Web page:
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Hot air over depth of Australian conference neglects cold hard facts

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PHIL KEARNS talked about it on the Rugby Club. John Plumtree, the New Zealand-born coach of the Sharks, says the same thing. Richard Loe, the All Blacks prop whose elbow was smashed into by Paul Carozza's nose, is adamant about it. Graham Henry is going on about it, too, in his speeches in Australia.

All these rugby warhorses are making the case (in Loe's words) that the introduction of a fifth Australian franchise ''hasn't done their rugby any favours''.

This season, according to Loe and supported by the others, ''overall, the Australians look a bit weak''. Plumtree's contribution has the added venom of stating the South African conference is the hardest conference to win. Henry insists the really strong conference is in New Zealand, and this raises issues of fairness about the way the conference system operates.

In my view, all these opinions are wrong. The conference system is the answer to the logistical problems of Super Rugby, not the problem. Rewarding the conference winner with a home final play-off match is the best way of enhancing the value of the conference system.

With the conference system, the five teams play each other twice, home and away. This system gives an intense local flavour to a tournament played in three countries in time zones.

The race for the conference title keeps most of the teams in contention for most of the tournament. In Australia, this means the results of the Brumbies, Reds and Waratahs in the next few rounds is of great significance for the outcome of the tournament. This helps maintain a local interest in the tournament until its last week.


The Brumbies-Waratahs match last weekend in Canberra provided the proof, if any were needed, of the validity of the ''think global, act local'' conference model.

The vibrant play of the Brumbies' no-name players against a Waratahs side stacked with Wallabies demolished the argument the players aren't there in Australia to sustain several strong sides. The proposed recruitment of Peter Hewat by the Brumbies points to the more than 100 Australians playing professional rugby overseas.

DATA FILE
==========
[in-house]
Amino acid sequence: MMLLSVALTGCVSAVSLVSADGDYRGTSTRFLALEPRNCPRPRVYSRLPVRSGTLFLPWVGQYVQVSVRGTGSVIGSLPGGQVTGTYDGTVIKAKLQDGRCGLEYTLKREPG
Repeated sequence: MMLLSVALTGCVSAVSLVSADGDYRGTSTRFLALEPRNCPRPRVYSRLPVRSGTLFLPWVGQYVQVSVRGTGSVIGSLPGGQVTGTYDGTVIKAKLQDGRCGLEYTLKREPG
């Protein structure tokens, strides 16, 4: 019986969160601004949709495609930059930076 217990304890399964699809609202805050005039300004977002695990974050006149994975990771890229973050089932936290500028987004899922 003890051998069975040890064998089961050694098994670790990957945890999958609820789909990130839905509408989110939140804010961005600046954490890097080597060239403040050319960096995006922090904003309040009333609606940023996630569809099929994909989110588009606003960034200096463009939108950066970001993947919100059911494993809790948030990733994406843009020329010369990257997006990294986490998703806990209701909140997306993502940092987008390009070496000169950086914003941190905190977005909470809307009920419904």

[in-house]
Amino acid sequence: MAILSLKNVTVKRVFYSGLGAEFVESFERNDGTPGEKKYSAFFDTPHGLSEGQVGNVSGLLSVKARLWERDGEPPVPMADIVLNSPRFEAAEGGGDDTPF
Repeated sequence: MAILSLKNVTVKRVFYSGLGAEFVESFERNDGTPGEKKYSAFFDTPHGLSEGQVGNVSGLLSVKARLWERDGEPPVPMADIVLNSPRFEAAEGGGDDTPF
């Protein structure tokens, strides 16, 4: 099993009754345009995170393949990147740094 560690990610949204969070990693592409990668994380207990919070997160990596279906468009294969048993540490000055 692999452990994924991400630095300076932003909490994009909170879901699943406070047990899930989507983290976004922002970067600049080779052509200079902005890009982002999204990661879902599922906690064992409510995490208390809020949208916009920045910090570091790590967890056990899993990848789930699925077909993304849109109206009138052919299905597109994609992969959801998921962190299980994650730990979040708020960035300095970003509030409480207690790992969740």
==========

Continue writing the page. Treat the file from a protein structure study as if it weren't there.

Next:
The nonsense about how ''weak'' Australian rugby is demolished by the fact the Wallabies are No.2 in world rankings, ahead of the Springboks.

They are also Tri Nations champions. And they defeated Wales, the Six Nations champions, twice last year. Moreover, the Super Rugby champions are the Reds.

This season, at the end of round 11, the Reds were nine points behind the Brumbies. But they showed against the Crusaders, who struggled to defeat them in Christchurch, that they are a dangerous side.

All this suggests the Super Rugby table is a moveable feast from season to season, and within each season.

Before this year's competition started, for instance, the bookmakers offered odds of $135 on the Blues not finishing last. Last night in Auckland, the Blues were in a play-off of sorts with the Lions (a South African team that Plumtree needs to acknowledge is a perennially last team) for the shame of being bottom of the ladder.

With all the hot air about the Australian conference being the weak link, it needs to be recognised that in Super Rugby played since 1996 only two New Zealand franchises (the Blues and Crusaders), two Australian franchises (the Brumbies and Reds) and one South African franchise (the Bulls) have been winners.

Nine franchises, four of them in South Africa and three each in Australia and New Zealand have not won a Super Rugby title.

What is interesting this season is that along with these usual suspects (except the Blues), the Stormers and the Chiefs are making a strong case for tournament honours. These teams are the only sides with one loss this season.

This fact points to the real truth of Super Rugby 2012: any team can defeat any other team. The Blues defeated the Bulls in Pretoria. The lesson from this is: Chiefs beware of the Reds at Brisbane on Sunday afternoon.